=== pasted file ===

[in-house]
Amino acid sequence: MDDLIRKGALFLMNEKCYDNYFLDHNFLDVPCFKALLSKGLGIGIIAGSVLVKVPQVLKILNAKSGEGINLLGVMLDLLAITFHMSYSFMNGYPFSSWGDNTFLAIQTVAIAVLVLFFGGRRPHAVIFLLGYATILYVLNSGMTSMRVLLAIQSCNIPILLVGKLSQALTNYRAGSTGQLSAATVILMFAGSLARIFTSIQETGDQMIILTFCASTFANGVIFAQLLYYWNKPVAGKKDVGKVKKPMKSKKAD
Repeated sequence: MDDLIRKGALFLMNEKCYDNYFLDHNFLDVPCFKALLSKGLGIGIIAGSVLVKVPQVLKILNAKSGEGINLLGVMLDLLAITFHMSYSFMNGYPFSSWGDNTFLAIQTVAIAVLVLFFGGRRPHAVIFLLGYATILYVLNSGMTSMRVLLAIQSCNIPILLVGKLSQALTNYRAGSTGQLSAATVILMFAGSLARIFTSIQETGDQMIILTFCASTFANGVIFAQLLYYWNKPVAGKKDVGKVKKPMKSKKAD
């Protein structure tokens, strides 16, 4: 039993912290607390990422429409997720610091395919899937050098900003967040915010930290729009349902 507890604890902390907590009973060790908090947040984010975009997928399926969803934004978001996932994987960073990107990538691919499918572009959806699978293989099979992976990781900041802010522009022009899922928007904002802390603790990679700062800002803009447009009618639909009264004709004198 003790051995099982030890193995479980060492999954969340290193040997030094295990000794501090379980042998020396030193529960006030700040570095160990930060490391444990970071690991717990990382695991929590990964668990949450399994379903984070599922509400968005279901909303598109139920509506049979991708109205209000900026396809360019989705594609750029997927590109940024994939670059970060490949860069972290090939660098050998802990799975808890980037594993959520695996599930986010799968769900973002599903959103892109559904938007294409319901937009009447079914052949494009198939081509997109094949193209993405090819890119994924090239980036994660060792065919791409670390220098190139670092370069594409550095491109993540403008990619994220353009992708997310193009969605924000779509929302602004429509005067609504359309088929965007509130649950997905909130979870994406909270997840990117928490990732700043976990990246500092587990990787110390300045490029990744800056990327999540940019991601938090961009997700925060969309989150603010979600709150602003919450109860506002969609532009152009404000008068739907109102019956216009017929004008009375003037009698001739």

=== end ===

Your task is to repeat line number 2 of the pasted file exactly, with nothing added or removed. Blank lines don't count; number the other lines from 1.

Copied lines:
Amino acid sequence: MDDLIRKGALFLMNEKCYDNYFLDHNFLDVPCFKALLSKGLGIGIIAGSVLVKVPQVLKILNAKSGEGINLLGVMLDLLAITFHMSYSFMNGYPFSSWGDNTFLAIQTVAIAVLVLFFGGRRPHAVIFLLGYATILYVLNSGMTSMRVLLAIQSCNIPILLVGKLSQALTNYRAGSTGQLSAATVILMFAGSLARIFTSIQETGDQMIILTFCASTFANGVIFAQLLYYWNKPVAGKKDVGKVKKPMKSKKAD